5

An example from my own writing (Mother and daughter are burying their deceased dog):

As planned that Friday, Mom and I underwent Choco’s burial at my home in __ (yes, she kept him in a garbage bag for three days). We dug a hole in the backyard, threw the corpse inside, and shoveled the soil back. Finally, my mom knelt down and stuck a handmade wooden cross in the little mountain of dirt. After that we stood there, in solemn silence, looking at the grave being bathed by the evening sunlight. I felt strange. Like I’d come visiting a hometown I’d forgotten about a long time ago.

I could have written the bolded parts like this:

As planned that Friday Mom and I underwent Choco’s burial ...

Finally my mom knelt down and stuck the wooden cross ...

After that, we stood there, in solemn silence ...

How should I decide whether to put a comma in these cases? Should I follow my hear? Or what English teachers and spelling software tells me?

  • Do use commas . – user5645 Dec 3 '14 at 18:30
6

Commas are used to increase clarity. In each of your examples, a speaker would pause while reading the lines, indicating a comma is called for. A sentence with too many commas probably means the sentence is overly complicated. Your writing sample is first person and modern, so I would follow contemporary writing and speaking as a guide. A good reference for questions of punctuation is "The Careful Writer" by Bernstein.

3

I think all your original examples sound fine. Go with your inner ear and let your beta/editor add or remove commas for the sake of grammar. As Bobn points out, the commas indicate pauses, and all those pauses sound natural and appropriate.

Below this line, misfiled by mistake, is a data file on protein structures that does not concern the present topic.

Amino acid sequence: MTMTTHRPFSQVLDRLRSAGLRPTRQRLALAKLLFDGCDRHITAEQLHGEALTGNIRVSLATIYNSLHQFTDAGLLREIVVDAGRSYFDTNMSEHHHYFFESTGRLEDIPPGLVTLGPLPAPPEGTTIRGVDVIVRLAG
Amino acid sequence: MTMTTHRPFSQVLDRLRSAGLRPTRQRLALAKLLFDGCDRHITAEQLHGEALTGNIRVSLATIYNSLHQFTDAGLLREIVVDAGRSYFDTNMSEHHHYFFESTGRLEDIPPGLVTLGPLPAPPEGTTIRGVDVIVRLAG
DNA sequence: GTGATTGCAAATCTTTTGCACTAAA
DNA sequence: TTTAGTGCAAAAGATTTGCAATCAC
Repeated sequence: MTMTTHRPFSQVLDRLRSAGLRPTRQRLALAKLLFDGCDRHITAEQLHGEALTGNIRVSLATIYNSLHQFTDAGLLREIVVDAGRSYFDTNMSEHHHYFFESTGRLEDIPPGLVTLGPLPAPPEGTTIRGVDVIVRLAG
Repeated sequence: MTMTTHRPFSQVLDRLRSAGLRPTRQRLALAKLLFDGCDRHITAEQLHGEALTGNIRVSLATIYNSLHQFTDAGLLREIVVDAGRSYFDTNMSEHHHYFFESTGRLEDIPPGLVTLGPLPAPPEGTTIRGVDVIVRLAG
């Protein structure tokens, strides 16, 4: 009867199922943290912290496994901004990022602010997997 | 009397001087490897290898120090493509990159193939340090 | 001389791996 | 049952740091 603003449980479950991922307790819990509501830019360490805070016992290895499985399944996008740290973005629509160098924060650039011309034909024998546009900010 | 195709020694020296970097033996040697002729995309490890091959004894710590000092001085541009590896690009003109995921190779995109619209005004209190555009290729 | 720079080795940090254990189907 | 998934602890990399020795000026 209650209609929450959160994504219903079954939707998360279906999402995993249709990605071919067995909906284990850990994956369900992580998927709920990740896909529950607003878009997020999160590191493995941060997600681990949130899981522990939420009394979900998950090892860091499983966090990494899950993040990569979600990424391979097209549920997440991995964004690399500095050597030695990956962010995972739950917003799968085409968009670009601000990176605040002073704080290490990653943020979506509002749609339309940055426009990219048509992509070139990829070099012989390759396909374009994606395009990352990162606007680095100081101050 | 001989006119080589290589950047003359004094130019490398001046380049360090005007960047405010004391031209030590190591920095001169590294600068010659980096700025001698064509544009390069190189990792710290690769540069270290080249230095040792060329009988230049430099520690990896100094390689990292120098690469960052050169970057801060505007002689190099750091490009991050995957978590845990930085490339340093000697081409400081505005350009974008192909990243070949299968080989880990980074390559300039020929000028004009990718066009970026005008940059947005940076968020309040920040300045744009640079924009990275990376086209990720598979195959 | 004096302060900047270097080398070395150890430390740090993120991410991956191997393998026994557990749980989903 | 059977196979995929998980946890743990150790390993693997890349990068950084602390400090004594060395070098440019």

0

All right, this is an interesting one. If you want to be proper in your use of punctuation, perhaps you ought to check out what the Chicago Manual of Style (or another style guide, for that matter) has to say about commas.

Grammatically speaking, there should always be a reason to use a comma. In other words, it isn't correct to simply play it by ear.

There are quite a few occasions where one might need to use a comma. Beware, however, of improper use, as that can change the meaning of the sentence. For instance, in your third example ("After that we stood there, in solemn silence, looking at the grave being bathed by the evening sunlight."), you should have a comma after "After that," but you shouldn't have a comma after "there," because "in solemn silence" does not modify "there"; it modifies "we stood."

0

Late to the party, but I disagree with promoting unwavering adherence to the formal grammar rules forced upon us in schools.

But I agree with the sentiment to let your ear be your guide.

Schools have to teach a basic, abstract style that will serve most people. And that arrangement is perfect for people who are not particularly creative, but who are great at following rules. That system is, however, toxic for the creative and the talented. So I would encourage you to find your own style.

The heuristic I follow is simple: If the sentence is short I consider omitting commas. But for longer sentences, omitting commas tends to damage either the meaning or the rhythm, so I find it's best to keep them.

Applying my approach to your sentences, I'd say #1 (As planned that Friday,) and #2 (Finally,) should keep their commas, and #3 (After that) is improved by omitting it. Although I say that thinking #3 is too "flowery". You'll deliver a better punch with a #3 like this:

After that we stood there. Silent. Just looking at the grave. I felt strange.

0

I am no native speaker of English, but in my native languages I break conventions when clarity is at stake. Consider this spoken rendition:

As planned (pause) that Friday mom and I...

As opposed to

As planned that Friday (pause) mom and I...

In the second case, where I mean that the planning took place on Friday, I would definitely add a comma. Otherwise the reader without prior context is highly unlikely to catch the intended meaning.

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